A Glance at Governor Brown’s Twelve-Point Pension Plan

Blog entry Jack Ehnes

On October 27, 2011, Governor Brown unveiled his 12-Point Pension Plan. As the debate around pension reform continues, it’s important to emphasize that the most pressing need facing CalSTRS was not included in the Governor’s proposal: A plan of action to address the long-term funding needs of the system. To be clear, the authority and responsibility for this action rests with the Governor and the Legislature.

Although the Teachers’ Retirement Board has not taken a position on the Governor’s 12-point plan, CalSTRS has conducted a detailed analysis which you can find at the links below.

Unfortunately, the proposal does not address the substantial differences within the CalSTRS pension system, including the facts that CalSTRS already administers a comprehensive hybrid retirement system and that educators do not receive Social Security benefits for their CalSTRS-covered employment.

Not all of the 12 points in the Governor’s proposal affect CalSTRS, such as those pertaining to health care and board governance. Of the points that do have an impact on CalSTRS, one of the more significant is a possible 40 percent reduction in retirement benefits for future members. Although this reduction has been estimated to provide long-term annual employer savings of about $800 million, those savings would not be fully realized until some 30 to 40 years from now as new educators enter the system over time.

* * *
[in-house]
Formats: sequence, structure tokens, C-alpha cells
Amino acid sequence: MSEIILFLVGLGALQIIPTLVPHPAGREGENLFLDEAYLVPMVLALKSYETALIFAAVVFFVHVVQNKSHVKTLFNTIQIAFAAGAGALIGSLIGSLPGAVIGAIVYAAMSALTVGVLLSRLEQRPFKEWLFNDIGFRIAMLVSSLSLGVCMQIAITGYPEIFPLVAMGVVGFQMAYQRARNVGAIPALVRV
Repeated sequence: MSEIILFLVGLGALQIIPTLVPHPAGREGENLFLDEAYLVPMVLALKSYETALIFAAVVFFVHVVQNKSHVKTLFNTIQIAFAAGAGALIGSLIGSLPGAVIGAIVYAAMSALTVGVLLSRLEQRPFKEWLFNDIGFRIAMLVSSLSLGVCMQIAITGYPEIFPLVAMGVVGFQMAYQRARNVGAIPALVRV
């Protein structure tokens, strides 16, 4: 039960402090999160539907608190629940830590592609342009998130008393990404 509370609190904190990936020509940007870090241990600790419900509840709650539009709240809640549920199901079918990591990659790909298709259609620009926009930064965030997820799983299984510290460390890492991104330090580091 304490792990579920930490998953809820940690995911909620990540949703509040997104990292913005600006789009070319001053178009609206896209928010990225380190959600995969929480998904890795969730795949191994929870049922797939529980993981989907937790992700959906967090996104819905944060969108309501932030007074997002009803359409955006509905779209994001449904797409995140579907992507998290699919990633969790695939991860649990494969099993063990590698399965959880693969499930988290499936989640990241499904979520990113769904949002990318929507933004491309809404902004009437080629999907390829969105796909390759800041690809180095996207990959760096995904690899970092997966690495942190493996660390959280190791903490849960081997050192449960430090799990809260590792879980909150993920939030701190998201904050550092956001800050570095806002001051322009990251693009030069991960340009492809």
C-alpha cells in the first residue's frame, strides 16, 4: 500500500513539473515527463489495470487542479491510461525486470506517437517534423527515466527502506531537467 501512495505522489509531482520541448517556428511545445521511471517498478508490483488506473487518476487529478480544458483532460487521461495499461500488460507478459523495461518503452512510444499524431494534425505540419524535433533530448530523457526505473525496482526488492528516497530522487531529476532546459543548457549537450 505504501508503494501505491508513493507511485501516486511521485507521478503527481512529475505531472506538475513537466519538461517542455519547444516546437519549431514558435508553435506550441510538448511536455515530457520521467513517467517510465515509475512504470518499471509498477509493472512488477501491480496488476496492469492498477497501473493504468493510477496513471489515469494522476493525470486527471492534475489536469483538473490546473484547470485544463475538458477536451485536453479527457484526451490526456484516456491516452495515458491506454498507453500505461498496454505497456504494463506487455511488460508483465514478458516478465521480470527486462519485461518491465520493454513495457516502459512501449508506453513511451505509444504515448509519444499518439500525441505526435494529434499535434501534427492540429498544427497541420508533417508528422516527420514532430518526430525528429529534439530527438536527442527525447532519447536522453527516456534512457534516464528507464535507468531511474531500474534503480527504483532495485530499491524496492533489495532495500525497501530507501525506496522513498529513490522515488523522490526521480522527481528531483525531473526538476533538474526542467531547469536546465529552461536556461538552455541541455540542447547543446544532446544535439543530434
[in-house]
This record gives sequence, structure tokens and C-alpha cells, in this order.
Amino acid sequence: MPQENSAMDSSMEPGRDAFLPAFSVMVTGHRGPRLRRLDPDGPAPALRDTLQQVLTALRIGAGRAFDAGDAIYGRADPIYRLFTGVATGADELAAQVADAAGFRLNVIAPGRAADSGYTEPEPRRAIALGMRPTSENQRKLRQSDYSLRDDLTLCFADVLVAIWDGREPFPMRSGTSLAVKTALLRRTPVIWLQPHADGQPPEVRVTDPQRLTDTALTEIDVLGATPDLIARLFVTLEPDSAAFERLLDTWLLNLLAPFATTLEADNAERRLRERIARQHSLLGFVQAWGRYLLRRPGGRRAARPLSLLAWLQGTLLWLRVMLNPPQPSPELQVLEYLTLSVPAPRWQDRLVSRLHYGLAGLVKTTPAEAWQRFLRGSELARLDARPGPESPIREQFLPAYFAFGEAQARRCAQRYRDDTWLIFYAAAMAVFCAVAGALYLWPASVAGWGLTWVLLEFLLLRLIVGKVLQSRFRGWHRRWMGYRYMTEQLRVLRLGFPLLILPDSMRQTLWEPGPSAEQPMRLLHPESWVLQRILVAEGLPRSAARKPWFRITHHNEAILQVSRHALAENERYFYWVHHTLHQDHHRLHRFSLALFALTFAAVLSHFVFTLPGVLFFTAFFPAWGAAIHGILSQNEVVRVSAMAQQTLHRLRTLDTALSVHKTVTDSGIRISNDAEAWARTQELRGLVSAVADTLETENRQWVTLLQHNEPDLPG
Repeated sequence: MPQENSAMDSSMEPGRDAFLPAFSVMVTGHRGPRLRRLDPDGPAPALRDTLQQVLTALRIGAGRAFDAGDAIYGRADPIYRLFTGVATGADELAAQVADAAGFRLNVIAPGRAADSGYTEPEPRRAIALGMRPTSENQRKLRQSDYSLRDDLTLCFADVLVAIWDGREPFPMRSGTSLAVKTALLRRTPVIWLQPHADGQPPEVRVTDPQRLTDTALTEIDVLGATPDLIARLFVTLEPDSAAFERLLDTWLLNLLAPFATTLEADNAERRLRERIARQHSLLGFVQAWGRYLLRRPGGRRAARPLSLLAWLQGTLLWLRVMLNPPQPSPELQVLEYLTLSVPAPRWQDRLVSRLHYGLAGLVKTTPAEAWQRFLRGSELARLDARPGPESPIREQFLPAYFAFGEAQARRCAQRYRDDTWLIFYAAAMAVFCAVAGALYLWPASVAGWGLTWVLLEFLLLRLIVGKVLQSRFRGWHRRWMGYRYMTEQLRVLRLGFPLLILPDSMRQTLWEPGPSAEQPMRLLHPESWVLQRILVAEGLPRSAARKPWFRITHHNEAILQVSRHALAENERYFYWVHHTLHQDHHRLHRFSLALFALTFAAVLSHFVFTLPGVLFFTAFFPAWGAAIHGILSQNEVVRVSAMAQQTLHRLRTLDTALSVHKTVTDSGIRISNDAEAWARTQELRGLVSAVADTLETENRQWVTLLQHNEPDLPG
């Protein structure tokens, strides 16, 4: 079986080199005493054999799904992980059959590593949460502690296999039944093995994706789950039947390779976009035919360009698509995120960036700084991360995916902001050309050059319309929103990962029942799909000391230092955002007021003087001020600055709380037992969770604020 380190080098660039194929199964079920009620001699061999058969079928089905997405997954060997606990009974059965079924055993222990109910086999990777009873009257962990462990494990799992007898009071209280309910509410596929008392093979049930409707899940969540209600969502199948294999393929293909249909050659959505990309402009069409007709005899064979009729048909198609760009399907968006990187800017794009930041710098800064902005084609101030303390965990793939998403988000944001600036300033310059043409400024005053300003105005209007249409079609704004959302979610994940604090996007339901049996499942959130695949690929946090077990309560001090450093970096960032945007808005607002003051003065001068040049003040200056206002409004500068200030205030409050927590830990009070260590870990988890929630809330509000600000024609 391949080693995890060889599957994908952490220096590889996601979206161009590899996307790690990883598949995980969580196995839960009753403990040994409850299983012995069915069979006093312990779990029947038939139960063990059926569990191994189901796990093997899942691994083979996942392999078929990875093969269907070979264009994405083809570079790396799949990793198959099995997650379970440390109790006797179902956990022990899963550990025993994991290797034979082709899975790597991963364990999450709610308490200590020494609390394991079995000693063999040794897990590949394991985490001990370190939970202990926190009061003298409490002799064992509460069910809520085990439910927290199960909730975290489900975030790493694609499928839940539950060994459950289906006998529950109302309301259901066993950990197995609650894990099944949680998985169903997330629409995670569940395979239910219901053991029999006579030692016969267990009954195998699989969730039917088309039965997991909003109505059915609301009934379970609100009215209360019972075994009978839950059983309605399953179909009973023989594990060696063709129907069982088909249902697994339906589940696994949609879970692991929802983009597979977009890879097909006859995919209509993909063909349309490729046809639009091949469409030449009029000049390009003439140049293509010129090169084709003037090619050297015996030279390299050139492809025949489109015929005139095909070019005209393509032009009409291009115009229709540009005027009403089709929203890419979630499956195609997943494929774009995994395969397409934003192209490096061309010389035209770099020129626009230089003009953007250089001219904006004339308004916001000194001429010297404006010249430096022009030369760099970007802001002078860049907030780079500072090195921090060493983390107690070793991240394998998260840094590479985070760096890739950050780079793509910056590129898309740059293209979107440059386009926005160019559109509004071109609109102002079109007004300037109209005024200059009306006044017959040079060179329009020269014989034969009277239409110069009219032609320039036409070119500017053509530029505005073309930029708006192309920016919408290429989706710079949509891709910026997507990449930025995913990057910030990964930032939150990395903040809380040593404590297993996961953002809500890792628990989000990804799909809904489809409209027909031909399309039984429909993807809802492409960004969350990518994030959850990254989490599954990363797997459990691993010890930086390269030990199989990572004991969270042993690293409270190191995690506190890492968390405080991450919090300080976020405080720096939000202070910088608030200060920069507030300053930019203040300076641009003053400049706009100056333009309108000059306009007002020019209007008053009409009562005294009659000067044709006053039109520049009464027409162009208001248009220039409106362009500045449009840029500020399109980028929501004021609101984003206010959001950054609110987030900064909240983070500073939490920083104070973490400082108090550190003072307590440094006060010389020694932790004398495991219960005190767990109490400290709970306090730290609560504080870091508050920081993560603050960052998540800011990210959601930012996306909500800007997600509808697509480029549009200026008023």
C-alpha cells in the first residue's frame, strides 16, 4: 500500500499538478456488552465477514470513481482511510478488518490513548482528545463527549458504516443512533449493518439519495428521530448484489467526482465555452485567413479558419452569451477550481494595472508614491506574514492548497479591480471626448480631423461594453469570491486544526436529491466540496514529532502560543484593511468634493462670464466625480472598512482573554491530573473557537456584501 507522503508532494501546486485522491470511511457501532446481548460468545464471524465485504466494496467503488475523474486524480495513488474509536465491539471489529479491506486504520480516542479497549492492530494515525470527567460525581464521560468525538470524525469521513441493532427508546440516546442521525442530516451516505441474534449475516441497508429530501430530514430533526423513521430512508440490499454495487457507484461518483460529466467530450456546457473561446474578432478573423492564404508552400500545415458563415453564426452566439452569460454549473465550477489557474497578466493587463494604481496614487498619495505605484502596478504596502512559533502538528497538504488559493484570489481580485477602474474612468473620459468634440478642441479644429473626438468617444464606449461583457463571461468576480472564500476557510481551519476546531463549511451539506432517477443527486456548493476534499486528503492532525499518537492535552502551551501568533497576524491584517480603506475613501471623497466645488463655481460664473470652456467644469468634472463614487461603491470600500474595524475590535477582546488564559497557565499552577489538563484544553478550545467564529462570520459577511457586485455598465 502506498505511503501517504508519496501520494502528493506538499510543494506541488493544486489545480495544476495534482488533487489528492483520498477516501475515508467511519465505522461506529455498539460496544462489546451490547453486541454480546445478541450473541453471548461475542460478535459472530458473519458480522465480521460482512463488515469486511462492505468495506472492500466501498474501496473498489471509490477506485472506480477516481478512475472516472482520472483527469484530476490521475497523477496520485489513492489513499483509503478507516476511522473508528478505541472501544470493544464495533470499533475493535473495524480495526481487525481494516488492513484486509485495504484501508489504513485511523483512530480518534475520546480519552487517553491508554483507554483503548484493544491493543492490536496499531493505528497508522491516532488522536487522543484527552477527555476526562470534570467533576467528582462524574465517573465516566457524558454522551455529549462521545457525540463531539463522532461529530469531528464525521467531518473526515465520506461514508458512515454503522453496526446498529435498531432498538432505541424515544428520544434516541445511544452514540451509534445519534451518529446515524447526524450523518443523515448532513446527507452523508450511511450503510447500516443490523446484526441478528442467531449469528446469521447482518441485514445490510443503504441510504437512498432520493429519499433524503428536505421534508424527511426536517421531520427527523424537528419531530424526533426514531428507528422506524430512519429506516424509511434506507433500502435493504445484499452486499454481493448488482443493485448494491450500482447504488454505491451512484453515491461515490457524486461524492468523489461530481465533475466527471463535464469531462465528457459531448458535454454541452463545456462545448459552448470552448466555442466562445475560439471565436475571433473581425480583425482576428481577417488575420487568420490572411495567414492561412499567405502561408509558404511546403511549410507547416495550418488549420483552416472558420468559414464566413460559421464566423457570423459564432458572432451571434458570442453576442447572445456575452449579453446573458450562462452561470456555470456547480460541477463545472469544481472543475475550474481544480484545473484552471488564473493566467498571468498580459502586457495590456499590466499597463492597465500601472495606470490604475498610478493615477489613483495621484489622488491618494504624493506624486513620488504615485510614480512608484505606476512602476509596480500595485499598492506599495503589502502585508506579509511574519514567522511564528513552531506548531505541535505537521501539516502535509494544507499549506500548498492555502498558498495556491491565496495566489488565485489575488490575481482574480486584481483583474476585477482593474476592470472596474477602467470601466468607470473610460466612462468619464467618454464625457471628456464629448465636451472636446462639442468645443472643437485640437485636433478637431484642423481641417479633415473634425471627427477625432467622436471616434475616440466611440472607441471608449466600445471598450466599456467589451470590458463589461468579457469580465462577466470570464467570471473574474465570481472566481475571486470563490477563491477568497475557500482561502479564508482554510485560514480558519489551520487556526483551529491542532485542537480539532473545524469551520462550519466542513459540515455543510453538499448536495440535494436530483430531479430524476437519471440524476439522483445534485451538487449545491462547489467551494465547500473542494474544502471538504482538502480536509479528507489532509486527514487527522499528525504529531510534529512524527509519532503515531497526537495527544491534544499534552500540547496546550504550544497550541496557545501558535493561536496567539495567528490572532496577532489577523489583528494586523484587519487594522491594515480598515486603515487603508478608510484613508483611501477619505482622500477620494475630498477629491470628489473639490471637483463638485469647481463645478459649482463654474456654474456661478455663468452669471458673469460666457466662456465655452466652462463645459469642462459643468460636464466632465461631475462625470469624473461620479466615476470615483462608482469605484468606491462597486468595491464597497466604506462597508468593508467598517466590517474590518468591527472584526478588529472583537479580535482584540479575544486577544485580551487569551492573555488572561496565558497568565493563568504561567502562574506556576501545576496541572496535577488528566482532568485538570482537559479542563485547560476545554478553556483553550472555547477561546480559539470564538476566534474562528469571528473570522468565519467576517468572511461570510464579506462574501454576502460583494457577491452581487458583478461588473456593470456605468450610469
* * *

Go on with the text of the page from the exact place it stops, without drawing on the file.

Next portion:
The proposal does not provide much detail into how the defined contribution plan would be administered, other than the funds would be professionally managed. It is also not clear whether members and employers would be required to make any minimum or maximum contributions. What could result, however, is a reduced cash flow into the defined benefit program that would in turn increase the liquidity needs of the defined benefit program to pay current benefits.

These increased liquidity needs may require the allocation of assets to lower-yielding investments, decreasing the expected rate of return on the defined benefit program assets and thereby increasing the cost of the defined benefit program. There is also an additional, up front cost associated with implementing these new programs.

The plan also proposes to require equal sharing of normal pension costs. This would result in an increase in contributions paid by current members that is estimated to generate an additional $250 million in annual revenue. Implementing this piece of the proposal would result in an increase to current member contributions. Any increase in statutorily set member contribution rates raises significant legal issues involving the vested rights of CalSTRS members.

Although the full retirement age for new members is increased to age 67 under the proposal, it isn’t clear whether CalSTRS members will work longer, or simply receive a lower benefit. CalSTRS members’ current average retirement ages are already consistent with those in the private sector.

As stated earlier, the most pressing need facing CalSTRS is to resolve the long-term funding needs of its primary retirement program. At the request of the Legislature, CalSTRS is developing scenarios that show what any potential impact of increased contributions may have on the plan’s funding status. Meanwhile, CalSTRS will continue to work with the Governor, the Legislature and our stakeholders as they develop a plan that protects the fund and our members.


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